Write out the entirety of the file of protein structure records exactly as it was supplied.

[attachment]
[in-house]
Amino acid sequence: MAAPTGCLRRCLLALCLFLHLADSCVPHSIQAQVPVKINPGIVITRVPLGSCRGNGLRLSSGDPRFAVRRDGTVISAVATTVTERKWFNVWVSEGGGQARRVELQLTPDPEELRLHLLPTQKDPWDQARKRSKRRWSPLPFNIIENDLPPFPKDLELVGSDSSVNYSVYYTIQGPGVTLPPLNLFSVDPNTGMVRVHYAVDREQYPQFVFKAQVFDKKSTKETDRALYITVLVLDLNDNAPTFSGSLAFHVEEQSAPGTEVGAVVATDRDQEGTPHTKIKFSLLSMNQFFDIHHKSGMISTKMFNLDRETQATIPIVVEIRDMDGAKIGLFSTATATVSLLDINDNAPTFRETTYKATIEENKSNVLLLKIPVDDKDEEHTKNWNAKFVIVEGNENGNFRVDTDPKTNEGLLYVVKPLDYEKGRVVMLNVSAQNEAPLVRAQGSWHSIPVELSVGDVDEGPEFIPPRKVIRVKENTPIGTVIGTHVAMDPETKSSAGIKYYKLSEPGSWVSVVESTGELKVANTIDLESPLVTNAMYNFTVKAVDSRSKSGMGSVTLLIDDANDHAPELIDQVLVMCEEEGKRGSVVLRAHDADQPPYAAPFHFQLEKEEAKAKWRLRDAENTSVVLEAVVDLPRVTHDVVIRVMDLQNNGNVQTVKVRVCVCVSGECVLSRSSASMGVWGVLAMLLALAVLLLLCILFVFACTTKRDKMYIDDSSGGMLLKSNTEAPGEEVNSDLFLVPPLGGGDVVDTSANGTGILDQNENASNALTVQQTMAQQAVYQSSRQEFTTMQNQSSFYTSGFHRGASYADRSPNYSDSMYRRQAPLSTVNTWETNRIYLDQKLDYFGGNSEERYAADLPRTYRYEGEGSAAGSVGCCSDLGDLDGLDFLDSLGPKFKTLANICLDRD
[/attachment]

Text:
[in-house]
Amino acid sequence: MAAPTGCLRRCLLALCLFLHLADSCVPHSIQAQVPVKINPGIVITRVPLGSCRGNGLRLSSGDPRFAVRRDGTVISAVATTVTERKWFNVWVSEGGGQARRVELQLTPDPEELRLHLLPTQKDPWDQARKRSKRRWSPLPFNIIENDLPPFPKDLELVGSDSSVNYSVYYTIQGPGVTLPPLNLFSVDPNTGMVRVHYAVDREQYPQFVFKAQVFDKKSTKETDRALYITVLVLDLNDNAPTFSGSLAFHVEEQSAPGTEVGAVVATDRDQEGTPHTKIKFSLLSMNQFFDIHHKSGMISTKMFNLDRETQATIPIVVEIRDMDGAKIGLFSTATATVSLLDINDNAPTFRETTYKATIEENKSNVLLLKIPVDDKDEEHTKNWNAKFVIVEGNENGNFRVDTDPKTNEGLLYVVKPLDYEKGRVVMLNVSAQNEAPLVRAQGSWHSIPVELSVGDVDEGPEFIPPRKVIRVKENTPIGTVIGTHVAMDPETKSSAGIKYYKLSEPGSWVSVVESTGELKVANTIDLESPLVTNAMYNFTVKAVDSRSKSGMGSVTLLIDDANDHAPELIDQVLVMCEEEGKRGSVVLRAHDADQPPYAAPFHFQLEKEEAKAKWRLRDAENTSVVLEAVVDLPRVTHDVVIRVMDLQNNGNVQTVKVRVCVCVSGECVLSRSSASMGVWGVLAMLLALAVLLLLCILFVFACTTKRDKMYIDDSSGGMLLKSNTEAPGEEVNSDLFLVPPLGGGDVVDTSANGTGILDQNENASNALTVQQTMAQQAVYQSSRQEFTTMQNQSSFYTSGFHRGASYADRSPNYSDSMYRRQAPLSTVNTWETNRIYLDQKLDYFGGNSEERYAADLPRTYRYEGEGSAAGSVGCCSDLGDLDGLDFLDSLGPKFKTLANICLDRD